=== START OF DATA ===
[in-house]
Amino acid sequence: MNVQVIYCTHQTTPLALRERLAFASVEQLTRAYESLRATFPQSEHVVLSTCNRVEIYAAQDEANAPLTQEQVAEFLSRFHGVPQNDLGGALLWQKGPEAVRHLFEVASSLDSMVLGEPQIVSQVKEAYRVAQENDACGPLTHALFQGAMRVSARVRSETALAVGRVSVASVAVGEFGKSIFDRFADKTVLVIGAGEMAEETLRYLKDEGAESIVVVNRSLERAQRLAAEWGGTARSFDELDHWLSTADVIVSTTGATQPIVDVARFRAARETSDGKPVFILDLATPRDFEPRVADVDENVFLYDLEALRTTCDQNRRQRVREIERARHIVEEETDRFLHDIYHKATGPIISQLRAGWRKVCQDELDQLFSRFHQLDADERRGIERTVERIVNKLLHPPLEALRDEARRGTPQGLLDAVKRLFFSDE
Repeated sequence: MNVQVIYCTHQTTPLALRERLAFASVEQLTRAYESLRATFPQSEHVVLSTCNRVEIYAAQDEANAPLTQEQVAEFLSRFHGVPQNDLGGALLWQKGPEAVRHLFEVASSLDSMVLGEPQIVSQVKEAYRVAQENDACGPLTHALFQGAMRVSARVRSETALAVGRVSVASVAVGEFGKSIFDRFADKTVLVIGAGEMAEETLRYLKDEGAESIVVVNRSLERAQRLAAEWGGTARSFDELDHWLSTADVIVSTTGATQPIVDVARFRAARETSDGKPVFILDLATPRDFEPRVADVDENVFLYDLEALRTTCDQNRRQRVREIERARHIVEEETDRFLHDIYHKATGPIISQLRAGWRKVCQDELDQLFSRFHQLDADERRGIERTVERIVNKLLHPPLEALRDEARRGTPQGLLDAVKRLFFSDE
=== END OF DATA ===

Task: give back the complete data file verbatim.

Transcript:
[in-house]
Amino acid sequence: MNVQVIYCTHQTTPLALRERLAFASVEQLTRAYESLRATFPQSEHVVLSTCNRVEIYAAQDEANAPLTQEQVAEFLSRFHGVPQNDLGGALLWQKGPEAVRHLFEVASSLDSMVLGEPQIVSQVKEAYRVAQENDACGPLTHALFQGAMRVSARVRSETALAVGRVSVASVAVGEFGKSIFDRFADKTVLVIGAGEMAEETLRYLKDEGAESIVVVNRSLERAQRLAAEWGGTARSFDELDHWLSTADVIVSTTGATQPIVDVARFRAARETSDGKPVFILDLATPRDFEPRVADVDENVFLYDLEALRTTCDQNRRQRVREIERARHIVEEETDRFLHDIYHKATGPIISQLRAGWRKVCQDELDQLFSRFHQLDADERRGIERTVERIVNKLLHPPLEALRDEARRGTPQGLLDAVKRLFFSDE
Repeated sequence: MNVQVIYCTHQTTPLALRERLAFASVEQLTRAYESLRATFPQSEHVVLSTCNRVEIYAAQDEANAPLTQEQVAEFLSRFHGVPQNDLGGALLWQKGPEAVRHLFEVASSLDSMVLGEPQIVSQVKEAYRVAQENDACGPLTHALFQGAMRVSARVRSETALAVGRVSVASVAVGEFGKSIFDRFADKTVLVIGAGEMAEETLRYLKDEGAESIVVVNRSLERAQRLAAEWGGTARSFDELDHWLSTADVIVSTTGATQPIVDVARFRAARETSDGKPVFILDLATPRDFEPRVADVDENVFLYDLEALRTTCDQNRRQRVREIERARHIVEEETDRFLHDIYHKATGPIISQLRAGWRKVCQDELDQLFSRFHQLDADERRGIERTVERIVNKLLHPPLEALRDEARRGTPQGLLDAVKRLFFSDE